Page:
Ac­tive pas­sive

Finweek English Edition - - IN MY VIEW -

Over the last few years pas­sive funds have sig­nif­i­cantly in­creased their share of global as­sets un­der man­age­ment. I have tried to stay out of the ac­tive ver­sus pas­sive de­bate, but have had so many ques­tions from clients on this topic of late that the time has come for me to give my two cents and try to de­bunk a few myths. UN­PACK­ING THE SALES PITCH FOR PAS­SIVE FUNDS The pas­sive sales pitch typ­i­cally goes as fol­lows: 1. Mar­kets are ef­fi­cient. 2. Most ac­tive man­agers un­der­per­form the mar­ket. 3. The odds of se­lect­ing those ac­tive man­agers that will out­per­form in the fu­ture are not good.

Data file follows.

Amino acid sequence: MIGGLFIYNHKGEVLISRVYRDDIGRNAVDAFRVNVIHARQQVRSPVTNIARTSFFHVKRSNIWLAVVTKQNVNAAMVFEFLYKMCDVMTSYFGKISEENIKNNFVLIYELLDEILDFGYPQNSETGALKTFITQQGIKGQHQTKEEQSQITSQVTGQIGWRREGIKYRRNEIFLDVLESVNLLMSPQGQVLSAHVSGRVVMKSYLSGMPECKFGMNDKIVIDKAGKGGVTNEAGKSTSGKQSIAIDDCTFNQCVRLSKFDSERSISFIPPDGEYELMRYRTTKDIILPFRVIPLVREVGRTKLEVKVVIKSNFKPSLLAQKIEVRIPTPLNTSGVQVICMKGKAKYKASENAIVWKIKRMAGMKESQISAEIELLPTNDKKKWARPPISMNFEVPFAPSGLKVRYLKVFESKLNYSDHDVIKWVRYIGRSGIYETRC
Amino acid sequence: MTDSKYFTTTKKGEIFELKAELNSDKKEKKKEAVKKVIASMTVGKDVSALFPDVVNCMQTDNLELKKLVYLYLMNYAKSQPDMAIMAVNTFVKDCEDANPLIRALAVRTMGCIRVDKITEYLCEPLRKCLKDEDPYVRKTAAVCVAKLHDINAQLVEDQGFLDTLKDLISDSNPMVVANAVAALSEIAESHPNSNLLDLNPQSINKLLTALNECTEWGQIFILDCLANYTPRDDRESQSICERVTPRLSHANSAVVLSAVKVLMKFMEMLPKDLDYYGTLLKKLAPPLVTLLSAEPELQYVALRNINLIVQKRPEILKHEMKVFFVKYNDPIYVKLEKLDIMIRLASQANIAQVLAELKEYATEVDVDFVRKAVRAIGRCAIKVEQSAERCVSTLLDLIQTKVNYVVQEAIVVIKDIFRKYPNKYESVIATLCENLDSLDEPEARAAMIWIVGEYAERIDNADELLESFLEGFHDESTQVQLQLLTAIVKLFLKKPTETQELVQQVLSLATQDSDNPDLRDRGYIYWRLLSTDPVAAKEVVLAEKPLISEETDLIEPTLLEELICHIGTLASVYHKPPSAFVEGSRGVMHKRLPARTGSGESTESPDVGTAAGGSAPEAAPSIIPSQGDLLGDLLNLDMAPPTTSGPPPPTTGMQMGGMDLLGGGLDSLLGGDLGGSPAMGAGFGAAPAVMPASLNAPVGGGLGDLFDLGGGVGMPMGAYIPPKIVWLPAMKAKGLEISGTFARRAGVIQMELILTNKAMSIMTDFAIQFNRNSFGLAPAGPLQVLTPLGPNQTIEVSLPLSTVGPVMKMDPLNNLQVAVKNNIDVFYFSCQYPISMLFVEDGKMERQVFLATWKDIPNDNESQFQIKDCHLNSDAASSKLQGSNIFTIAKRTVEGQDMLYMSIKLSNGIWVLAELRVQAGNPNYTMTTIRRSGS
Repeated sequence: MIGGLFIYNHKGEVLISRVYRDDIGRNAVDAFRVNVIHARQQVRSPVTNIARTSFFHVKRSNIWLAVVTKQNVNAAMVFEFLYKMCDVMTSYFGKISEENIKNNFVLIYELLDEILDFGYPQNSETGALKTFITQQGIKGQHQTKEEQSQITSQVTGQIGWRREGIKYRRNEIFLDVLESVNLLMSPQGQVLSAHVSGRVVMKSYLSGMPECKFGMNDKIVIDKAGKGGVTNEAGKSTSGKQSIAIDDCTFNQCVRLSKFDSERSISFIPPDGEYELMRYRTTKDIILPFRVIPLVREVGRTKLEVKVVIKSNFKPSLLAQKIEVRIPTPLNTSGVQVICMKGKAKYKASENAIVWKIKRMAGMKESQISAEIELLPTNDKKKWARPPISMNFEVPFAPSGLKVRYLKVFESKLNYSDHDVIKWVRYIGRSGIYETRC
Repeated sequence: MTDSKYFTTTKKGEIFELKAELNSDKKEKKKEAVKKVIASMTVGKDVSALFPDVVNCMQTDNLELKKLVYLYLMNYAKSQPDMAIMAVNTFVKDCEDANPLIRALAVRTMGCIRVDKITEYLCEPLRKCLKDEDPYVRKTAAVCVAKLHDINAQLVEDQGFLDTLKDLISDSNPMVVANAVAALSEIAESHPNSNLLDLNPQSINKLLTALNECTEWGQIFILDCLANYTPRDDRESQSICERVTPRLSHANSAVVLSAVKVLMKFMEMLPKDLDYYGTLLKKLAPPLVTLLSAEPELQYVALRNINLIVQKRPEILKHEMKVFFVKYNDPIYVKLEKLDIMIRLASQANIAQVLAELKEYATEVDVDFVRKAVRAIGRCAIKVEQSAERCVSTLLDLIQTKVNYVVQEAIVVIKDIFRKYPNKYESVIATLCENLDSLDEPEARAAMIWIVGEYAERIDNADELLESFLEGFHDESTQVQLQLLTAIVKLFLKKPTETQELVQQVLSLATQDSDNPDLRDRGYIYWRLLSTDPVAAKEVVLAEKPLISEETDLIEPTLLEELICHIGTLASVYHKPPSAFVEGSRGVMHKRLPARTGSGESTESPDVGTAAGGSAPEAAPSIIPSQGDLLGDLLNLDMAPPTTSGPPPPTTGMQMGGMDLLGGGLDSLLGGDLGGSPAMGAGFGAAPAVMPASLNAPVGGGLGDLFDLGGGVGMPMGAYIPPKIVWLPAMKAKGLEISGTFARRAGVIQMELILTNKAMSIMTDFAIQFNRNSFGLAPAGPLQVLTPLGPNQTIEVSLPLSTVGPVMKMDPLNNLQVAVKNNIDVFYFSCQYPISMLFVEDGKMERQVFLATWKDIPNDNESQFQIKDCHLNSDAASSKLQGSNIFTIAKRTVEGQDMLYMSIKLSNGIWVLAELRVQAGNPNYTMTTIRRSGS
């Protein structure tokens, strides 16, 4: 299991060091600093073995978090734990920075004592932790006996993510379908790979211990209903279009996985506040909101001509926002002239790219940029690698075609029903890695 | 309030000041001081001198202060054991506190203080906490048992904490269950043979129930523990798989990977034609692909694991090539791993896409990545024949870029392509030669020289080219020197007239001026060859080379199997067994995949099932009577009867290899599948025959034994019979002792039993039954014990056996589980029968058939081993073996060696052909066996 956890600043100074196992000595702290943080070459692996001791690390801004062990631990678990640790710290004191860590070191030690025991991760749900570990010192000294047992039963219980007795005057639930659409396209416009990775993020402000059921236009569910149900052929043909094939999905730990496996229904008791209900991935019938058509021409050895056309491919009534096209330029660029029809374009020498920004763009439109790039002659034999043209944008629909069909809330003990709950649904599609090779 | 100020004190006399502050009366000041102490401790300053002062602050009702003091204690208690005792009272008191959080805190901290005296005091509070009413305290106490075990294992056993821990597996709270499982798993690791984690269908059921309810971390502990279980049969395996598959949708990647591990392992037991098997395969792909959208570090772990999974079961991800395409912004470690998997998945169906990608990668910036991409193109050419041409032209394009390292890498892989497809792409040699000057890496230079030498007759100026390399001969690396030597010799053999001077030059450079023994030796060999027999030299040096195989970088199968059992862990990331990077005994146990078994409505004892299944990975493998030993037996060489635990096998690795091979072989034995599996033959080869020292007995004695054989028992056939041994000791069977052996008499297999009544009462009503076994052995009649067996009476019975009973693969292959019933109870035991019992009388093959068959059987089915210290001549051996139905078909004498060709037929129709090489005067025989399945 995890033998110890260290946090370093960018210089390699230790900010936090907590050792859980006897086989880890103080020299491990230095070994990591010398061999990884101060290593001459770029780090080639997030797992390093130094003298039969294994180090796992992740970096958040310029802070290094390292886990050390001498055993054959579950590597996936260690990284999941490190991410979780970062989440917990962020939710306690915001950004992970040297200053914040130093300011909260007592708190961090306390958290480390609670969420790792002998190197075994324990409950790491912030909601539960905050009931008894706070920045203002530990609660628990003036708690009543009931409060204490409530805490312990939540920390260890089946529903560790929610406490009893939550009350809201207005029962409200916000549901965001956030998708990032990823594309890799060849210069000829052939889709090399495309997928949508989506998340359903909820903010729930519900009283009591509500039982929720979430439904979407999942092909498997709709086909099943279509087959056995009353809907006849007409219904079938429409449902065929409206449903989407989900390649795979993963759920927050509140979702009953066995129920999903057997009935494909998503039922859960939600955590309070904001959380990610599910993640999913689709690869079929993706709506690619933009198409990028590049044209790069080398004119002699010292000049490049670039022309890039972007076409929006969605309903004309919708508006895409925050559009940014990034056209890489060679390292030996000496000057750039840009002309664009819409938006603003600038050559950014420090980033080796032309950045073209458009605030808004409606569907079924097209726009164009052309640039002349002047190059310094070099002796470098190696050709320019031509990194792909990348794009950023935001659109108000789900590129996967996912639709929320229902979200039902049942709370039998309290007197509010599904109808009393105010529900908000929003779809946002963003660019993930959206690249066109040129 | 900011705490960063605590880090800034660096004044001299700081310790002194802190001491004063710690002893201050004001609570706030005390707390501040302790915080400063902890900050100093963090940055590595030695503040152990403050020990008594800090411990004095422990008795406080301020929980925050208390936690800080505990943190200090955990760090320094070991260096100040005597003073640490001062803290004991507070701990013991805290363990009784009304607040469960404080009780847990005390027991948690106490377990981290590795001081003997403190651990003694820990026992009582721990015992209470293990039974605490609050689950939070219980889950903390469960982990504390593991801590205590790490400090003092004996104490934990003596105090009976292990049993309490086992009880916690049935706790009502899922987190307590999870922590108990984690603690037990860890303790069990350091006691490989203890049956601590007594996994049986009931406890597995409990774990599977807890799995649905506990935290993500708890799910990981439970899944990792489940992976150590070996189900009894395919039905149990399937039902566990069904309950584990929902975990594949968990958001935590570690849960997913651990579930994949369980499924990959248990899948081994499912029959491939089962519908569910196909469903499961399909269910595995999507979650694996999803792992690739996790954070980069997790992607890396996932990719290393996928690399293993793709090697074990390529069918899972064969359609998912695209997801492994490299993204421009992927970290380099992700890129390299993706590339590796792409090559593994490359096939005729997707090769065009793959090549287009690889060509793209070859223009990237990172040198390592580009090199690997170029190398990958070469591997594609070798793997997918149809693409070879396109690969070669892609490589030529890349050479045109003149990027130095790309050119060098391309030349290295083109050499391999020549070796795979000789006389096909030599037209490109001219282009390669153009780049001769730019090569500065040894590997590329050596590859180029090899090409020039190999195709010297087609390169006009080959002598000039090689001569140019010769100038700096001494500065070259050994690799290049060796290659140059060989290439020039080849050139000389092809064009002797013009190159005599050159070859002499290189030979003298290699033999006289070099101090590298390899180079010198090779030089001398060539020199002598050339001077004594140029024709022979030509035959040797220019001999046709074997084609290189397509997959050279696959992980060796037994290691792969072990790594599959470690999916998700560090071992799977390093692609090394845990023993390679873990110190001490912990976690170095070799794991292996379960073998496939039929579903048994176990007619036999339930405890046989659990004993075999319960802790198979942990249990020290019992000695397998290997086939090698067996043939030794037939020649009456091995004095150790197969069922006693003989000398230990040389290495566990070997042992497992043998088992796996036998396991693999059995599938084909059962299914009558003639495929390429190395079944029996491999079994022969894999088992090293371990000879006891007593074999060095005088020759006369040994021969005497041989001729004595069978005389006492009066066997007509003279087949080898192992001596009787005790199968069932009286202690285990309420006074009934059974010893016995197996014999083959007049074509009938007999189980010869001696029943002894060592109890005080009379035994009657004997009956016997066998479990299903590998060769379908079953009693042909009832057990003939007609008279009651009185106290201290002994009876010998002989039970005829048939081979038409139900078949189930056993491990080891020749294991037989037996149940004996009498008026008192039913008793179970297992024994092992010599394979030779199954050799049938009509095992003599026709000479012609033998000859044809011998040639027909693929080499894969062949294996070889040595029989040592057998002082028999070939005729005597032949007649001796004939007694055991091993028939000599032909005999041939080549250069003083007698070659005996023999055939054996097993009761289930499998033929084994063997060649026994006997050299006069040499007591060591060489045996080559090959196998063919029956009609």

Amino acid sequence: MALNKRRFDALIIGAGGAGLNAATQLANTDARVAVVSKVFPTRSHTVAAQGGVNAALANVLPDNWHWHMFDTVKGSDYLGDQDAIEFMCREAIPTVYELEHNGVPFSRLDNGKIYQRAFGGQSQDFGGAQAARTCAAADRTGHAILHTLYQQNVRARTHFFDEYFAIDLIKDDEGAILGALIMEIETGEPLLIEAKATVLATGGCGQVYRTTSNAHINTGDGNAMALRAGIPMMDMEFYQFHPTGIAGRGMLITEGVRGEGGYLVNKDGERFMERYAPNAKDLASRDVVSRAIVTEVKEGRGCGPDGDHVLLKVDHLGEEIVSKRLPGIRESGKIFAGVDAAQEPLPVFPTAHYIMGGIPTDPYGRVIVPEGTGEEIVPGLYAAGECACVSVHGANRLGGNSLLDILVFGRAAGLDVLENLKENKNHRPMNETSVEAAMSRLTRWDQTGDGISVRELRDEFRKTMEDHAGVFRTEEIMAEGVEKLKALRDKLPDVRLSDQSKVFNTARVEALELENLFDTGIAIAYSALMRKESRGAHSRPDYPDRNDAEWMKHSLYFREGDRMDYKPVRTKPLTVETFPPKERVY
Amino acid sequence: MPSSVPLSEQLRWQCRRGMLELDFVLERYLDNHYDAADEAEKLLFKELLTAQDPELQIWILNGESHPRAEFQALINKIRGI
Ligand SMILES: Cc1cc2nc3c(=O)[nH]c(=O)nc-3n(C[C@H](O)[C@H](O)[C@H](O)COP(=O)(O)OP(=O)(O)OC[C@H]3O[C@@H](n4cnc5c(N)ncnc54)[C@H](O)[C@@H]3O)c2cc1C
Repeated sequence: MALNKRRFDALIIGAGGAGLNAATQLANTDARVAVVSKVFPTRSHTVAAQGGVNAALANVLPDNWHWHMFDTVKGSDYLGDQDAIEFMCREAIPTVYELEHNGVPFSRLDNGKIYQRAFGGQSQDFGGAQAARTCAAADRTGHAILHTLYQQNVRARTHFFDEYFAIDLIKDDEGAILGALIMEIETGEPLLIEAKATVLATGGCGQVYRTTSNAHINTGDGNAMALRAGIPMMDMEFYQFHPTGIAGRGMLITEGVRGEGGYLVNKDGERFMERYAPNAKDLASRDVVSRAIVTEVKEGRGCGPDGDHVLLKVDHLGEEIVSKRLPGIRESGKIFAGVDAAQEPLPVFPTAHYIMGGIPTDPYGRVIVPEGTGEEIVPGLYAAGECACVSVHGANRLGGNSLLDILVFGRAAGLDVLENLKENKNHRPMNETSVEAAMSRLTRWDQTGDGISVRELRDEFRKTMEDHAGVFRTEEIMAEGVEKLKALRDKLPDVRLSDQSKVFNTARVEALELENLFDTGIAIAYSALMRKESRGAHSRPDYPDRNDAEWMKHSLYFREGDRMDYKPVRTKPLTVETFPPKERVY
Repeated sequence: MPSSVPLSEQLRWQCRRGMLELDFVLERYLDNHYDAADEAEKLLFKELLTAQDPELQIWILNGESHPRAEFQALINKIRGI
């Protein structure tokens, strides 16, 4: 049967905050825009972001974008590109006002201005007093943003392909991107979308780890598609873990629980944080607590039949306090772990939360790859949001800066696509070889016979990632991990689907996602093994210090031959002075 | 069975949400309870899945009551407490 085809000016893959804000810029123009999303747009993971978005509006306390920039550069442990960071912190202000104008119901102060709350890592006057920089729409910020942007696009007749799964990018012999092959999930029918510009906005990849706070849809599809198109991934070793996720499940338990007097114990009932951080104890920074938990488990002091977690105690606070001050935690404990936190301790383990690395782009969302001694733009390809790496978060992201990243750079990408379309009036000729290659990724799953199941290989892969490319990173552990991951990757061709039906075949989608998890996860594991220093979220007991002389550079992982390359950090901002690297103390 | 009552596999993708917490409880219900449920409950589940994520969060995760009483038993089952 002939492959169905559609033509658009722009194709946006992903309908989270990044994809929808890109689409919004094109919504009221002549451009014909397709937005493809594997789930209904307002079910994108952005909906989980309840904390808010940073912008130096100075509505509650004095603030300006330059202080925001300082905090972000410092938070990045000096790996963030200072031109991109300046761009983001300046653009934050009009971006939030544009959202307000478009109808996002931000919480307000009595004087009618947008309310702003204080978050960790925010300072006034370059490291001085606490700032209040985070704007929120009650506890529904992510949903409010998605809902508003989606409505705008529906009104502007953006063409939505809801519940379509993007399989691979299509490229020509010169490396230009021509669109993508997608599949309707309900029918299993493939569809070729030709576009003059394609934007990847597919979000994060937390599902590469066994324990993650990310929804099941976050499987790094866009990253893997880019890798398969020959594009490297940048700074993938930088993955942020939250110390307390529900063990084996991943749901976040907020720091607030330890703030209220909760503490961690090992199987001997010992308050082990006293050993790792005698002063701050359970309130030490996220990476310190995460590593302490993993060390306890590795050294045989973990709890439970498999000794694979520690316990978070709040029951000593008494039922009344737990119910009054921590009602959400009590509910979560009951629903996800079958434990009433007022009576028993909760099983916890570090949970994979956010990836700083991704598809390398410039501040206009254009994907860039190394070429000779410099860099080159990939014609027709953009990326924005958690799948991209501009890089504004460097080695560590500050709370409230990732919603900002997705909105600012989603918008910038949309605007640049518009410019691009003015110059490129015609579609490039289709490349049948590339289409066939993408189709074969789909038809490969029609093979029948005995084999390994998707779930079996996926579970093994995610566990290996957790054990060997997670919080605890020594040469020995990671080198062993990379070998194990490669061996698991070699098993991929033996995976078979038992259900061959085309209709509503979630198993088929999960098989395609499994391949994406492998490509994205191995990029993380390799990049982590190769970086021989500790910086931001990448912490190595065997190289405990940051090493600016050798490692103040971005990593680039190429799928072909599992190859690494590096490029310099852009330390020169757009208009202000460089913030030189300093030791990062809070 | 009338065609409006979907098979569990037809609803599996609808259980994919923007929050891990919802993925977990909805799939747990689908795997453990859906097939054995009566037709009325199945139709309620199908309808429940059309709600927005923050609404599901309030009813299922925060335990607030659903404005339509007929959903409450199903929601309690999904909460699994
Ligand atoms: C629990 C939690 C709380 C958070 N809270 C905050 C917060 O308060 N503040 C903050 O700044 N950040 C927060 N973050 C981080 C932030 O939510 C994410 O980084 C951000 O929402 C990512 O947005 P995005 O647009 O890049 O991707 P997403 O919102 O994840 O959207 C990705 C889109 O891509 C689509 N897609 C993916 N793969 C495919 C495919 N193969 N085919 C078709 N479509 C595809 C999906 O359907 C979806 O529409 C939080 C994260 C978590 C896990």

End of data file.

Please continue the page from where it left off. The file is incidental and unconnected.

It is a com­pelling sales pitch, un­til one slows it down and un­packs it:

First, the pitch leaves one with the im­pres­sion that pas­sive funds deliver re­turns very close to those of the mar­ket, when this is of­ten not the case: At the risk of mak­ing an ob­vi­ous point we should note that while many ac­tive man­agers t yp­i­cally do un­der­per­form the mar­ket, 100% of pas­sive funds un­der­per­form the mar­ket – 100% of the time. This is a math­e­mat­i­cal cer­tainty. Pas­sive funds en­deav­our to repli­cate their bench­marks. Af­ter costs, it is their des­tiny to un­der­per­form those bench­marks. The less well-known point is that the per­for­mance gap for pas­sive funds is a lot big­ger than

Karl Lein­berger

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